Have you ever visited a website that makes you leave as soon as you see it? We all have. The scary thing is that your website could be one of them. Many people, especially the newest generation of consumers, are starting to dislike the look and functionality of well-built websites from just a couple years ago. Why? Because there is too much “going on”, making the browsing experience too difficult.

If your website looks dated, then it probably has more issues than just appearance; it probably hasn’t been optimized for mobile devices, for example. Considering that mobile devices make up roughly 30% of web traffic in the U.S., it is generally considered a good idea to make sure your website is accessible to those users. If your website is too difficult for them to use, they will find another. Those people were your potential customers, gone because they didn’t like using your website.

Mobile versions of websites have solved the issue for many people, but they’ve almost worked too well. Websites created for mobile devices are convenient to use, and that is why web viewers are starting to dislike many full-size websites. This has created a new style of web design, called “flat design”.

Google Logo | Flat Logo

Google is a good example of a subtle flat design. Check out their newest logo and website.

This trending style isn’t only a result of personal preferences, though. There are reasons it is so popular this year.

Flat Design is the result of logical choices

Flat websites are easier to use.

Content is blocked out in easily understandable sections. Gradients, shadows, embossed and beveled buttons, and large amounts of text are all “going out-of-style”. “CLICK HERE” buttons, for example, are being replaced with buttons that the user can tell are clickable by their appearance and placement. Convenience for the user is one of the main focus points of the design.

Simple-color images are smaller

Flat Icons | Increasing load speed

These icons load quickly, while remaining visually appealing and recognizable to the user.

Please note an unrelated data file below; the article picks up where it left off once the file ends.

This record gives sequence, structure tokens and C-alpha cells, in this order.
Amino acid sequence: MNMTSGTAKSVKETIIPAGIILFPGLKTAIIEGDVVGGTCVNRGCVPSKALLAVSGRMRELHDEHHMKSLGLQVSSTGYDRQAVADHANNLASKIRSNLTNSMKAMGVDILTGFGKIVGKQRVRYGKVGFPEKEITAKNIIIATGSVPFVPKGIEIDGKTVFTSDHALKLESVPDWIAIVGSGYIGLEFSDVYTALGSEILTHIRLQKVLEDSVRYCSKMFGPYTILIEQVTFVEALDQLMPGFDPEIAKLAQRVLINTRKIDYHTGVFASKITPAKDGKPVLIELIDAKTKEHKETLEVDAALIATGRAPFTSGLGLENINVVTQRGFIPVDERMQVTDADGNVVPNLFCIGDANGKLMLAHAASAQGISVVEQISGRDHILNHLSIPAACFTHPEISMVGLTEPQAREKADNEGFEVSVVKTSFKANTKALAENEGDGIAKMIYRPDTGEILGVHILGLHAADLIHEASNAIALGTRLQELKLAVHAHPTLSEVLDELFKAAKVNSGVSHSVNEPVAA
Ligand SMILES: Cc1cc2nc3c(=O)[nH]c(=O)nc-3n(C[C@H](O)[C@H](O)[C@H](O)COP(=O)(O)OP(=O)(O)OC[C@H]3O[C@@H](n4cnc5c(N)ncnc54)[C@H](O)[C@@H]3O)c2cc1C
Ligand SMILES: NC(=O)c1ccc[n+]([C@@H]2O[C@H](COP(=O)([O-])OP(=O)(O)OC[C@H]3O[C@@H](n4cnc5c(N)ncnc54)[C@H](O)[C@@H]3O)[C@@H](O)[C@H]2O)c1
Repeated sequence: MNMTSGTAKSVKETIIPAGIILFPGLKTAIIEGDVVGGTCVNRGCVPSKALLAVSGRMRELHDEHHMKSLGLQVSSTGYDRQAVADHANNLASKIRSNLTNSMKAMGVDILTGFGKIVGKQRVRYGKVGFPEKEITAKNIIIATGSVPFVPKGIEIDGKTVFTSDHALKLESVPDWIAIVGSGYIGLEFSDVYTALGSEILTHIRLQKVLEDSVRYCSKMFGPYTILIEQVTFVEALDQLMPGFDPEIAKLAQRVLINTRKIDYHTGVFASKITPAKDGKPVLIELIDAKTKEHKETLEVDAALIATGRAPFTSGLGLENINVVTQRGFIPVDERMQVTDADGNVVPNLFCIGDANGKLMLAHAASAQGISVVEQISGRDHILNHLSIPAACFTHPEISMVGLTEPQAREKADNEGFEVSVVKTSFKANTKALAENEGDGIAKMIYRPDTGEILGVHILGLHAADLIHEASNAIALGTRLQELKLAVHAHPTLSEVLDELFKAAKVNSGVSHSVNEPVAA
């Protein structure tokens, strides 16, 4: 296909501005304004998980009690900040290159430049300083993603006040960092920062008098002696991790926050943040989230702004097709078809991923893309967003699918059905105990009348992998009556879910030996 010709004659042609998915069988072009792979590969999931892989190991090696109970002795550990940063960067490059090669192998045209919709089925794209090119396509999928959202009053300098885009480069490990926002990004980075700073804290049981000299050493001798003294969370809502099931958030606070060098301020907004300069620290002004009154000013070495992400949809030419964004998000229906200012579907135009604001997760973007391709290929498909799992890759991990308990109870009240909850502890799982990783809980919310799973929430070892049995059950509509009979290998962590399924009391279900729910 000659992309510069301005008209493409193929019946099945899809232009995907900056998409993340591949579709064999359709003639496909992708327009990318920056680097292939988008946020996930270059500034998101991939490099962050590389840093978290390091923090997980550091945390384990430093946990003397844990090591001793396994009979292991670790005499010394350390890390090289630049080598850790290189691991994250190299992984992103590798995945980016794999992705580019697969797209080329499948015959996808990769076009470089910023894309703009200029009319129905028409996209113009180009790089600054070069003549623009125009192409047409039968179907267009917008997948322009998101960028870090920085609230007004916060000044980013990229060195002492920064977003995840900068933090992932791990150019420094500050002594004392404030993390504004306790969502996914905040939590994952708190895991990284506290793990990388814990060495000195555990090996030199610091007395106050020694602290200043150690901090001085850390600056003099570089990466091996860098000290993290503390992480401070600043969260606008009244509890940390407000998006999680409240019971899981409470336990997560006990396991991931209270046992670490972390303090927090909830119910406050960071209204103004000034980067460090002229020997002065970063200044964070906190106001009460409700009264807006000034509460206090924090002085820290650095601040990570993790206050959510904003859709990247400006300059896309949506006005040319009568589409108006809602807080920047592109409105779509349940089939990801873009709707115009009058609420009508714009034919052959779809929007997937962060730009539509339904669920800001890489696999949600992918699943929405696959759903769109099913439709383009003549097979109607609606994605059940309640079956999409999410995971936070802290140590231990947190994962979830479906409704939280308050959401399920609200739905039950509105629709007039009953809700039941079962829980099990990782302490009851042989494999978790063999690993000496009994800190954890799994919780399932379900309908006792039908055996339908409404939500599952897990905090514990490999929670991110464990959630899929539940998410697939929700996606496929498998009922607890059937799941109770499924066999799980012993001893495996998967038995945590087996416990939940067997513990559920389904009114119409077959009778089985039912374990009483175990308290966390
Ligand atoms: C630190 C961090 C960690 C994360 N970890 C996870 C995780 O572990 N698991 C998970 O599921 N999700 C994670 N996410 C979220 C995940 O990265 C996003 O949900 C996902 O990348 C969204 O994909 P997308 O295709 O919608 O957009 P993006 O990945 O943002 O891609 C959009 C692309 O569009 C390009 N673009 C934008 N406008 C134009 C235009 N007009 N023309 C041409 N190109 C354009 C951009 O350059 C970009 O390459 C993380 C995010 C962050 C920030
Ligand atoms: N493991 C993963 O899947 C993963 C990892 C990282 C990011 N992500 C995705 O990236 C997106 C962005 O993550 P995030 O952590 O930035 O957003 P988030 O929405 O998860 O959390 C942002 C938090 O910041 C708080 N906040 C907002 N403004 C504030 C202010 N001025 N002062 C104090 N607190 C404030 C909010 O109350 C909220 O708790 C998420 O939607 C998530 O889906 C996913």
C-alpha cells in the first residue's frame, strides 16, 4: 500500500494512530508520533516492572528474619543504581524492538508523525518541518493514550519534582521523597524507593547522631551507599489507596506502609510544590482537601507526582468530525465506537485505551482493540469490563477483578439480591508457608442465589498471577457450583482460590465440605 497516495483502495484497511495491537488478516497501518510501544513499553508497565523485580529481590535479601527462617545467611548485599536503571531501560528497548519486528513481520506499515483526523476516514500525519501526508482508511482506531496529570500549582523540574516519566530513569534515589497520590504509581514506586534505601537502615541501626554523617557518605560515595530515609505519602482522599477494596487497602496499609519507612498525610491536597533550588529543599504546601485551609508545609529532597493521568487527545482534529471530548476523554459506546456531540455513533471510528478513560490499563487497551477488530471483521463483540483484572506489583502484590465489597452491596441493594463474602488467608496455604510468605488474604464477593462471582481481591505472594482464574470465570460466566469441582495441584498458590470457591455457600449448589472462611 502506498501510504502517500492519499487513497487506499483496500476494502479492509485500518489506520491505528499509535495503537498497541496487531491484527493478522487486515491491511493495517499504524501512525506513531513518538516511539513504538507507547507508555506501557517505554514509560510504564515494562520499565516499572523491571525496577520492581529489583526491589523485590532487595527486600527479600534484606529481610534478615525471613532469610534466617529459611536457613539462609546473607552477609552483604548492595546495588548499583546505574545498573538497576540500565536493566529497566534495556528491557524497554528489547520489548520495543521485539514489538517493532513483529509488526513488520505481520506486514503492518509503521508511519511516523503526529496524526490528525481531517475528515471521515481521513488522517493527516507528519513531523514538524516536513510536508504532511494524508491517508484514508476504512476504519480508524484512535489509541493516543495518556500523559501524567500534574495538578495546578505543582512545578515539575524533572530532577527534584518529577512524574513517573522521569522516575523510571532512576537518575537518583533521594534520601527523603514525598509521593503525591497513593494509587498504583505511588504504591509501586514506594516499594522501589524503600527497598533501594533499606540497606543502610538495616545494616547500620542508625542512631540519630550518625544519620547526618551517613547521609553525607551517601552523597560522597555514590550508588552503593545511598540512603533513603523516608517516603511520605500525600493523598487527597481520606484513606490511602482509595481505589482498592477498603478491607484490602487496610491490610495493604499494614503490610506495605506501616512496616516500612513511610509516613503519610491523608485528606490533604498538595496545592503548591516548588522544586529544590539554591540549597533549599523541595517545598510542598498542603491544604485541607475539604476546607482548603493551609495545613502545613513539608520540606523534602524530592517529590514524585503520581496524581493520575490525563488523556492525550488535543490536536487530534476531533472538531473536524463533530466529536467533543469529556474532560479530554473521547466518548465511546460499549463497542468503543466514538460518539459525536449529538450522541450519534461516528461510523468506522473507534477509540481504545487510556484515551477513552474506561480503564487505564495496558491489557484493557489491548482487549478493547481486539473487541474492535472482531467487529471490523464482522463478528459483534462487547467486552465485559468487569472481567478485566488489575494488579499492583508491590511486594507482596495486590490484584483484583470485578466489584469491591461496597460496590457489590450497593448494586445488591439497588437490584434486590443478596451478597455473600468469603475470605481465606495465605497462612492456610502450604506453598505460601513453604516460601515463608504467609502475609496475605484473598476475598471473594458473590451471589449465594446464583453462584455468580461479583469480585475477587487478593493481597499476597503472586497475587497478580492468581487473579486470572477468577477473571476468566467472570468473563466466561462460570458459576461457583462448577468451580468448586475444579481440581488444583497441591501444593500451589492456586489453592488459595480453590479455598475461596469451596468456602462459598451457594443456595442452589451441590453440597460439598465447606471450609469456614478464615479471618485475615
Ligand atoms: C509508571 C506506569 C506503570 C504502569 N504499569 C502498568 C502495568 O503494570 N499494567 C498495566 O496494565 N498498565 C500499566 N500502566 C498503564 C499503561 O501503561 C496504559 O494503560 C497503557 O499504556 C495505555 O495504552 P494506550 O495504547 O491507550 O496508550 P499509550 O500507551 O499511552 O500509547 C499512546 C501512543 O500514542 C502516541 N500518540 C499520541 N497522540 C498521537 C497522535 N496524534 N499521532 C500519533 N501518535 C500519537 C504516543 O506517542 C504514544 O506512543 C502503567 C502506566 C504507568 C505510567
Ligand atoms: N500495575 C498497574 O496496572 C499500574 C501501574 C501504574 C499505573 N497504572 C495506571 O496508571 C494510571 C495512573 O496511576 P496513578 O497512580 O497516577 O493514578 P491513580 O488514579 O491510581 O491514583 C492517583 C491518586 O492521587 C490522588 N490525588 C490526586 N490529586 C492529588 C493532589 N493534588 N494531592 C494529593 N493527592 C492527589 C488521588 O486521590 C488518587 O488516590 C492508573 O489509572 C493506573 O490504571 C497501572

The fewer the colors in an image, the smaller the file-size. Huge, high quality images load reasonably quickly on a high-speed connection, but many people don’t have fast connections. Mobile devices often times don’t have enough “service” to take full advantage of their mobile networks, and the “free high-speed wi-fi” options available to travelers is usually mediocre at best. Flat design combined with well-written Sass CSS, could help your website load significantly faster, which increases your favor with Google’s ranking algorithm.

Navigation is difficult on phone and tablets.

Devices that use a touch screen instead of a mouse don’t have the ability to hover, which many websites utilize in their menus. This makes it difficult for mobile users to navigate. Flat design solves this issue by avoiding complex navigation and website “depth”, making the website easily navigatable for both mobile and desktop users.

Large blocks of text aren’t useful.

Flat design uses less text than a run-of-the-mill website, because more isn’t always better. Although plentiful textual information looks good to Google’s bots, your viewers aren’t reading most of it. Studies show that readers scan large amounts of text to find what they are looking for in a pattern that resembles an “F”. The first couple headings are scanned over, then the rest of the content in glanced at vertically in an attempt to find something interesting. Knowing this, your website should deliver what your business has to offer before your viewers get bored with reading about it (it happens fast). Your first two headings (remember that “F” pattern) should display your most important information. Flat design gets rid of the  low-value content to make space for high-value content, or give the design some empty space, or breathing room, if there is “too much going on”. That means you shouldn’t have have more than a couple headings for any subject on a main page.